When Jackie was thirteen, her mother, realizing that no school would take her, reluctantly had her admitted to Boulder. She stayed there until she was nineteen, then went back to live with her mother for five years. After that, she moved into a Great Falls group home, and was later promoted to a semi-independent home. A semi-independent home usually had three or four residents, who were more responsible and required less supervision than regular group home residents. Jackie attended Special Education—by now an established program—from ages twenty-four to twenty-six, then came to the Center.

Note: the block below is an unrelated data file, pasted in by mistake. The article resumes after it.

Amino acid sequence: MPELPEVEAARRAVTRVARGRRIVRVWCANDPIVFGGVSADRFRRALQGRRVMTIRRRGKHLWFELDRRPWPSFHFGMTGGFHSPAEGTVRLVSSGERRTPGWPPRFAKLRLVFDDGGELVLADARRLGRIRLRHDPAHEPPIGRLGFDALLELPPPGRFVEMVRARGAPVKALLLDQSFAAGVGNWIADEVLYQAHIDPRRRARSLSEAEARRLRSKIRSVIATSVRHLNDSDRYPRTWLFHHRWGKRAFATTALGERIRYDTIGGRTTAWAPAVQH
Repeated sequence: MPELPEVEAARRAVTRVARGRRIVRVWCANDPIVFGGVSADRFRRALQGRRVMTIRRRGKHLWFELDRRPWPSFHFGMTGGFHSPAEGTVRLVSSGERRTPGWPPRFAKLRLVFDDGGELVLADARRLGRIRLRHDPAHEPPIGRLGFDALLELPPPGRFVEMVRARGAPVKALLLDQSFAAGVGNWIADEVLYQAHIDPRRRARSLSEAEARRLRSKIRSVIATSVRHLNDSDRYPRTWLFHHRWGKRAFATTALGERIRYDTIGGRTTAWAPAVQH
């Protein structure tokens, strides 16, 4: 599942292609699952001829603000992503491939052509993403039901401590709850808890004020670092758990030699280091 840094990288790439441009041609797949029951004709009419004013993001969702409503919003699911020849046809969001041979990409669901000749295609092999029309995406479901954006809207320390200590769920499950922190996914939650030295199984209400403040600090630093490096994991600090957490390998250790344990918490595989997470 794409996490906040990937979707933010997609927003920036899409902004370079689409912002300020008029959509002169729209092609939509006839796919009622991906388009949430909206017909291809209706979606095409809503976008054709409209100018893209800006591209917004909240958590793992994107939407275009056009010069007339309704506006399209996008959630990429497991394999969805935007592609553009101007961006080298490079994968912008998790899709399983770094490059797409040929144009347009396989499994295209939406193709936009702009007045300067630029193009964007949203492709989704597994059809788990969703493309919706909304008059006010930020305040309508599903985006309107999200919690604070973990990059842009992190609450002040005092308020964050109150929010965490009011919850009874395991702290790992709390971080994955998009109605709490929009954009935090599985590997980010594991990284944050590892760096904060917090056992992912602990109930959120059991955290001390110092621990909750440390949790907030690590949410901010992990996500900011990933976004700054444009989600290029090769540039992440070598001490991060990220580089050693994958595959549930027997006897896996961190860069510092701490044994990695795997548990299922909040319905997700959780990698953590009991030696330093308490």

When I knew her, Jackie was thirty-one years old. She had Down syndrome and an IQ in the high forties. Jackie was short and heavy, but more buxom than fat. She cared a lot about her clothes. She wore close-fitting shirts and blouses including, occasionally, a tight, sequined T-shirt. She wasn’t trying to be a flirt; she just wanted to be regarded as a woman or, better yet, a lady. Jackie was one of the few people at the Center, clients or staff, who consistently wore slacks rather than jeans. Often she dressed in bright pinks or oranges, and sometimes she wore an immaculate white blouse with a black pantsuit. The day Blanche showed up in a gown, tennis shoes, and a fez, Jackie asked if she too could wear a gown to work, but was told, no, slacks and a blouse were more appropriate.